Sore throat, swollen glands, and pain or difficulty swallowing. Almost everyone suffers from it at some point. Usually it is a simple cold, but these are also typical symptoms of mouth and throat cancer. It is therefore not surprising that many patients are only diagnosed at a late stage. Every year doctors diagnose throat cancer in 400 Dutch people after an examination in the mouth or throat. At that point, in many cases, the cancer has progressed to such an extent that treatments are not effective. Nearly half of patients do not live longer than five years after diagnosis.
Behavior as a predictor
American researchers have developed a test that should detect mouth and throat cancer at an early stage, so that doctors can start treatment in time. In the test, they take some saliva from the patient’s mouth and study the microorganisms in it. The composition of the micro-organisms in the saliva and their behavior differ between healthy people and patients with mouth or throat cancer. The molecular processes of those microbes are slightly different then. This became apparent when scientists compared the saliva of 71 mouth and throat cancer patients with that of 171 healthy subjects.
To visualize the behavior of micro-organisms, you can think of them as a large choir, with each choir member having a book full of songs. In a body where a tumor is growing, some singers will sing sad songs from the book, others will sing classical music. In a healthy body, most singers sing pop and rock songs. Based on the songs you hear, you know in which environment the choir is located: a healthy environment, or an environment with tumors.
True microorganisms do not display their behavior with song. Yet scientists discover this behavior by investigating which properties (genes) are active. When a gene is turned on, the microorganism translates that piece of DNA into the genetic molecule RNA. That is the messenger that tells the cell which processes to take place (which songs to sing). The scientists extract this RNA from the microorganisms in the patient’s spit and read it with a special device. In this way, with the help of computers, they get a good idea of which micro-organisms are present and how they behave.
On the road to approval
In each test, the computer compares the micro-organisms and their behavior with those of patients and healthy individuals. If they are most similar to those of mouth and throat cancer patients, the test is positive. Unfortunately, the cancer test is not one hundred percent accurate. The first study – which has yet to be reviewed by fellow scientists – indicates that the test shows the presence of a tumor in more than eight out of ten patients, and misses it in the other two.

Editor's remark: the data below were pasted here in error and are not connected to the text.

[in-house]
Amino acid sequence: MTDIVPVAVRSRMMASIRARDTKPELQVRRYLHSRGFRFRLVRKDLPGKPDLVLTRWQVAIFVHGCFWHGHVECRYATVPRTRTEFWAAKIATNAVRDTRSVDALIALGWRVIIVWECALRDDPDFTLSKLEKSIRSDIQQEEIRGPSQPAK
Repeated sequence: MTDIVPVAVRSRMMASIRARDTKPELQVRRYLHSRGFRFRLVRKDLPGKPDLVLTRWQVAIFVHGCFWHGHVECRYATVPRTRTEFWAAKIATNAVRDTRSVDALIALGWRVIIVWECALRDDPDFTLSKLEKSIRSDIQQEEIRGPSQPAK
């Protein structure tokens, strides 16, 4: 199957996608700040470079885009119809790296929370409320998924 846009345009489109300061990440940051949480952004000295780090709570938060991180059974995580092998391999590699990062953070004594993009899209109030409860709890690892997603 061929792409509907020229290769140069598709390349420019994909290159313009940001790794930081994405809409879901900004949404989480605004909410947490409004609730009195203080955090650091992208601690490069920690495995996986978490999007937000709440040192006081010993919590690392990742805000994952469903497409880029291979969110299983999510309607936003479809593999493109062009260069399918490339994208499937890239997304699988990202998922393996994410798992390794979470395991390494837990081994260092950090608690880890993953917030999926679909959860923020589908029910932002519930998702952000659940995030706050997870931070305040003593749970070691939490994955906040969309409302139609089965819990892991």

“Nevertheless, that’s a good score,” says Marcel de Zoete, microbiologist and associate professor at UMC Utrecht. He is not involved in the research himself, but is also working on the relationship between microbes and diseases. “It means that eighty percent of patients can be diagnosed and treated earlier.”
The test is also sometimes incorrect the other way around: it then detects cancer in a healthy person, a ‘false positive result’. In 91 subjects, representative of the (American) population, the test was incorrect only twice. But in high-risk groups such as over-50s, (ex-)smokers or patients with cardiovascular disease, the test detected a tumor ten times more often, while there was none. Therefore, after a positive result, doctors will have to perform additional physical examinations such as an endoscopy, biopsy or MRI.
For the time being, the cancer test is not yet on the market, but in May he did receive the so-called Breakthrough status from the FDA, the US Food and Drug Administration. In doing so, the agency recognizes, among other things, that the cancer test is a promising method with clear advantages, that it is an improvement on existing diagnoses and that there is not yet a good alternative for the test. This status does not mean that the method has been approved for use, but the US agency will assess the method more quickly as a result.
It is still unclear whether a tumor alters the behavior of micro-organisms or whether the behavior of micro-organisms makes tumor growth possible. In the latter case, scientists could use the behavior of micro-organisms to predict whether a person has an increased risk of mouth and throat cancer.
“But the research is not yet that far,” warns De Zoete. “We first have to follow people and the microorganisms in their mouths for a long time to find out which of the two is the cause.” If it turns out that certain microorganisms and their behavior are the culprit, scientists can take action. “For example, by inhibiting certain behavior of bacteria with substances or by catching specific bacterial species with probiotics or highly selective antibiotics,” says De Zoete.
Source: Kennislink by www.nemokennislink.nl.
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